"Midway through our visit to the 2012 Sundance Film Festival, your blogger decided it would be a good time to stop and assess the slushy, star-studded scene on Main Street and beyond. Ahead, the most notable films, festival-goers, and swag in Park City so far this year. Be warned: your opinion of Lil Jon, agency parties, and 'meal-soup chalets' may never be the same ... Best star sighting in Park City: Sean Penn, in town to promote This Must Be the Place. Most diverse celebrity crowd: A three-way tie between Friday night at Tao, the club that entertained both Paris Hilton and Harvey Weinstein simultaneously; Saturday night at the Bing Bar Drake concert, which was attended by William H. Macy, Anthony Mackie, Quincy Jones, and Melanie Lynskey; and every day at the Bertolli Meal Soup Chalet, which has fed the likes of Seth Rogen, Andie MacDowell, and Casper Van Dien. Funniest public putdown: After Cuba Gooding Jr. stormed the Bing Bar stage during Aziz Ansari’s underwhelming comedy set on Saturday night to quiet the inattentive audience ('Have some respect for the black men onstage!'), the Parks and Recreation comedian—who, it should be noted, is not black—cracked, 'Y’all would be paying more attention if we were showing Boat Trip up here!'" (VanityFair)


"Edmund Wilson was America’s premier man of letters during the middle of the 20th century. The Wound and the Bow, To the Finland Station, and Memoirs of Hecate County are still in print, as are his journals about the 1920s, 30s, and 40s. He was a literary critic par excellence, a friend of both Scott Fitzgerald (whose death at 44 shook him greatly, as Wilson was only a year older) as well as Hemingway, who counted Wilson as one of the few men he would not bully. Wilson was often married, his third wife being the beautiful Mary McCarthy—as good a writer as he was—whom he divorced in 1946 for champagne heiress Elena Mumm Thornton. I admire Wilson’s prescient thoughts on Greeks back in 1945, when he flew into that tortured country reporting for The New Yorker. One of the first Americans he met on the ground asked him whether the war between Sparta and Athens was still going on. Wilson does not comment on the breadth of the man’s ignorance. He lets it stand by itself, which does the job perfectly. Uncle Sam’s foreign policy has always and will always be based on total ignorance of history. Mind you, there was a war going on back in 1945. It was a civil war, but Athens and Sparta were not the protagonists; nationalists versus communists were on center stage. But at least the poor ignoramus who asked the dumbest of all questions long before George W. asked about Sunnis and Shi’ites had an excuse—he was a simple military adviser, not president of the United States." (Taki Theodoracopulos)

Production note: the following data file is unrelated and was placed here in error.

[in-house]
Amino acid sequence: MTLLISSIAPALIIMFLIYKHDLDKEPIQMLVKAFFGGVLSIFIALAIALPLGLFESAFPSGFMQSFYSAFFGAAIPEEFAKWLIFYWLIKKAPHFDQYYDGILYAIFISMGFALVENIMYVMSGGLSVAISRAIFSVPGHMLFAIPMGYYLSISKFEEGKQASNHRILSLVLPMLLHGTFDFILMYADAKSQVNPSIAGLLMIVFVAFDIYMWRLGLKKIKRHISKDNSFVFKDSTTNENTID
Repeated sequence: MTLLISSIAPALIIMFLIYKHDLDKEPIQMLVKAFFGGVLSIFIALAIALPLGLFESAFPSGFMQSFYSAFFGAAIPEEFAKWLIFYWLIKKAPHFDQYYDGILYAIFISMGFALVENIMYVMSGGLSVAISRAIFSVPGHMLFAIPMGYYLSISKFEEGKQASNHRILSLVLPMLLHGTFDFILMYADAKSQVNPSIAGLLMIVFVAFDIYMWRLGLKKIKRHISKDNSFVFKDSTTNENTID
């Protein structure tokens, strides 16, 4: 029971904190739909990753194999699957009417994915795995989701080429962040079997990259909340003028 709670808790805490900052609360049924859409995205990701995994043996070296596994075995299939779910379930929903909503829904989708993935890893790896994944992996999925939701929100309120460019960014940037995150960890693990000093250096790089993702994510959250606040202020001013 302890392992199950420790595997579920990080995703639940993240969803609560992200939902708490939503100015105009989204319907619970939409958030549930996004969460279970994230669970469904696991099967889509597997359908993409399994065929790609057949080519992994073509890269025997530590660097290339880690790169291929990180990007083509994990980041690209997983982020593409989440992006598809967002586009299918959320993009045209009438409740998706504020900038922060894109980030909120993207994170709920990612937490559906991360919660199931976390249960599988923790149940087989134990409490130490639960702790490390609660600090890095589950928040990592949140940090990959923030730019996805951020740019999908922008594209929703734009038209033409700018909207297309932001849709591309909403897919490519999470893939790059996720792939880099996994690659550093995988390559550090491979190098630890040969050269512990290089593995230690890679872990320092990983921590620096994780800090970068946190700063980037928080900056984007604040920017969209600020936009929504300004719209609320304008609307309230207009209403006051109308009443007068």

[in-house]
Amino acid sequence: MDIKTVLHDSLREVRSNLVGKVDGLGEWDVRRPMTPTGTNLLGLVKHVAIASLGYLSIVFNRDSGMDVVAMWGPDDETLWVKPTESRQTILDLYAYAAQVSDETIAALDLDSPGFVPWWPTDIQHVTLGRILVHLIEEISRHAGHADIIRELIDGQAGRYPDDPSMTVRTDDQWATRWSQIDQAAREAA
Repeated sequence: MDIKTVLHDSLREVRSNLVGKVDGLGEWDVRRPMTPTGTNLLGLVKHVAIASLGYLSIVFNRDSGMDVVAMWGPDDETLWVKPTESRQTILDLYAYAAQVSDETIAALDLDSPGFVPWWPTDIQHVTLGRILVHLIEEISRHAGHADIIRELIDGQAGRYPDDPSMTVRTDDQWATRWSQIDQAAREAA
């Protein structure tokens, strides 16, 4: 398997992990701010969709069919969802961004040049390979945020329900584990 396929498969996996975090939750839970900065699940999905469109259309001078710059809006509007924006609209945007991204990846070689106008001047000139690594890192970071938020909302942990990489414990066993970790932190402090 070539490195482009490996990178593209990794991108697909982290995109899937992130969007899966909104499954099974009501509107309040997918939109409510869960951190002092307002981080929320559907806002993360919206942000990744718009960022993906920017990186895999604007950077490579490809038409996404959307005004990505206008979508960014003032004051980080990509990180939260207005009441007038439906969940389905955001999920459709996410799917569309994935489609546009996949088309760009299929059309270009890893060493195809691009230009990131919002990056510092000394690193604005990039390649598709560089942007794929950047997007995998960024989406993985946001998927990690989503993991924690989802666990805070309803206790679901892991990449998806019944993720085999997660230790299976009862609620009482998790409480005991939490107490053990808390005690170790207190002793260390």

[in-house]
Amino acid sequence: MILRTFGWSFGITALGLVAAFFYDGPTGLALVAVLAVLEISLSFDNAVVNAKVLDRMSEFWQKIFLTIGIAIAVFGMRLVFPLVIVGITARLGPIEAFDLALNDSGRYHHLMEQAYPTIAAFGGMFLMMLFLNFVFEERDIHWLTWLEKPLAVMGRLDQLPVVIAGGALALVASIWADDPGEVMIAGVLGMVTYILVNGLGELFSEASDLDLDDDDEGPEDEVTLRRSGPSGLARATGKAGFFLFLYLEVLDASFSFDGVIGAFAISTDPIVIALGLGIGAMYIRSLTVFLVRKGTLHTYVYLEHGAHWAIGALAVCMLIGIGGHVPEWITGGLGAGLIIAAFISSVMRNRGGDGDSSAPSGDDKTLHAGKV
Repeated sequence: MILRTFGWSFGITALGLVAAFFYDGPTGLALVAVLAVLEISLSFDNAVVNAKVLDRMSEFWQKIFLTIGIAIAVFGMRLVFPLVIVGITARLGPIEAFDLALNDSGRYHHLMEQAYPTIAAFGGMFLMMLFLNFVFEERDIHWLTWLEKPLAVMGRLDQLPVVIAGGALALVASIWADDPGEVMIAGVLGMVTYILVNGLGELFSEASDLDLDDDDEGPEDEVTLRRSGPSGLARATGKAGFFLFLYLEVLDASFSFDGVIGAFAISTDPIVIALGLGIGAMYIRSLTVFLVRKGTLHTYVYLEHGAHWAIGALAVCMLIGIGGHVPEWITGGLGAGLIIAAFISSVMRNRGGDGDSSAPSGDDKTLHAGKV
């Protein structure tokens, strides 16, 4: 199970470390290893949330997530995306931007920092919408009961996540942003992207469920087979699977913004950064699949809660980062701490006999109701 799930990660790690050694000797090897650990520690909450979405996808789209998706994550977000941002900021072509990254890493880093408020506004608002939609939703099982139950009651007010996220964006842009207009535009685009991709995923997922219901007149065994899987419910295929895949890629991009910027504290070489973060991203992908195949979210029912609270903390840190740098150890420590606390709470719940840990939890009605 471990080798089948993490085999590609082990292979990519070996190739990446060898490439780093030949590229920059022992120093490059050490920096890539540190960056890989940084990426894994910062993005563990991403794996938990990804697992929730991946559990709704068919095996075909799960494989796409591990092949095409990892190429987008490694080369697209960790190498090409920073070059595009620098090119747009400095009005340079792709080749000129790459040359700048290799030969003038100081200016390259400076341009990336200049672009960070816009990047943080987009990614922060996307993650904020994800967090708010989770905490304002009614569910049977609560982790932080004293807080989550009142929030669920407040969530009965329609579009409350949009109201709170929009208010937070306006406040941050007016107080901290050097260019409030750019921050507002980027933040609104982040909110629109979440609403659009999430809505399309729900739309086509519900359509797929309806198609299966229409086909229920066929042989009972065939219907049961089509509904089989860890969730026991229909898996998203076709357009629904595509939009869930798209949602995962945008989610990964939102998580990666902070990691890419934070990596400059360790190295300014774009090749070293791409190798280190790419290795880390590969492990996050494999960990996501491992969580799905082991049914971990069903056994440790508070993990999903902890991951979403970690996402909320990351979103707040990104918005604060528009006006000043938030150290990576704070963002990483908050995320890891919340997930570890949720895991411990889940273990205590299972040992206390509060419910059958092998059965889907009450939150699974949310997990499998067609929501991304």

"Luckily, your Daily got just that at last night's second Cinema Society screening of W.E. at the Ziegfeld. This time, The Cinema Society paired up with the diamond purveyors at Forevermark for a second go at premiering Madonna's directorial debut, followed by a bash at the Boom Boom Room (do Vita Coco cocktails make for a lesser hangover? The jury's out on that one....). What was different this time around? The lady of the eve—well, she's the lady of any eve!—brought out another starry coterie, including co-stars like James D'arcy and Andrea Riseborough (decked out in a marvelous Marchesa number, andpeppered with Forevermark gems, like a number of other glittering, bauble-d starlets), Martha Stewart, Jerry and Jessica Seinfeld, Helena Christensen, Lou Reed, Julia Stiles, Ewan McGregor, Gina Gershon, chef Alain Alegretti, and Andre Balazs. Also in attendance: a bunch of serious fashion stalwarts—Donna! Calvin! DvF!—plus a large number of runway successes, like Proenza's Jack McCollough and Lazaro Hernandez, Cynthia Steffe, Rachel Roy, and Zac Posen (avec a dramatically crimson-clad Crystal Renn). 'I can't remember if it was at the DJ booth at the Palladium, or at Studio 54,' reminisced Klein of his first encounter with Madonna. Why did the dynamic duo strike up a friendship amid the glammed-out zenith of the clubbing days of yore? 'Um...we were both looking for the same thing! We all were.'" (Fashionweekdaily)